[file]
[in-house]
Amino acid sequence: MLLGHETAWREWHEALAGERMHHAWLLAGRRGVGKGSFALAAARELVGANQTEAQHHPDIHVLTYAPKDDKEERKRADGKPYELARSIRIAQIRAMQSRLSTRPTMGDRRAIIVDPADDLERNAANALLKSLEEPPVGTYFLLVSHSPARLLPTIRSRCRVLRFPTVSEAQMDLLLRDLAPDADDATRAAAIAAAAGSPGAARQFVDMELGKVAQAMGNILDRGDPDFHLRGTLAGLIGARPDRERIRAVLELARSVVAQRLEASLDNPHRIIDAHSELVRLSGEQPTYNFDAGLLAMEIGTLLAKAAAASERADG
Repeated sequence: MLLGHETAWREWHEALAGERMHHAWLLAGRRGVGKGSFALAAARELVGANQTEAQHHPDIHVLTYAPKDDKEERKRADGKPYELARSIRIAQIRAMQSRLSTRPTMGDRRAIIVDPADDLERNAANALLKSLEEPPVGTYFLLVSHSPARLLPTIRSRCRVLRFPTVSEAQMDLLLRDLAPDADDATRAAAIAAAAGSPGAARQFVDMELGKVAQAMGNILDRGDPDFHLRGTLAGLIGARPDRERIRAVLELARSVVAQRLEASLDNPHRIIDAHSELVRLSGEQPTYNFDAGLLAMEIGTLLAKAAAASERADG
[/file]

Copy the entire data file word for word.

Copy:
[in-house]
Amino acid sequence: MLLGHETAWREWHEALAGERMHHAWLLAGRRGVGKGSFALAAARELVGANQTEAQHHPDIHVLTYAPKDDKEERKRADGKPYELARSIRIAQIRAMQSRLSTRPTMGDRRAIIVDPADDLERNAANALLKSLEEPPVGTYFLLVSHSPARLLPTIRSRCRVLRFPTVSEAQMDLLLRDLAPDADDATRAAAIAAAAGSPGAARQFVDMELGKVAQAMGNILDRGDPDFHLRGTLAGLIGARPDRERIRAVLELARSVVAQRLEASLDNPHRIIDAHSELVRLSGEQPTYNFDAGLLAMEIGTLLAKAAAASERADG
Repeated sequence: MLLGHETAWREWHEALAGERMHHAWLLAGRRGVGKGSFALAAARELVGANQTEAQHHPDIHVLTYAPKDDKEERKRADGKPYELARSIRIAQIRAMQSRLSTRPTMGDRRAIIVDPADDLERNAANALLKSLEEPPVGTYFLLVSHSPARLLPTIRSRCRVLRFPTVSEAQMDLLLRDLAPDADDATRAAAIAAAAGSPGAARQFVDMELGKVAQAMGNILDRGDPDFHLRGTLAGLIGARPDRERIRAVLELARSVVAQRLEASLDNPHRIIDAHSELVRLSGEQPTYNFDAGLLAMEIGTLLAKAAAASERADG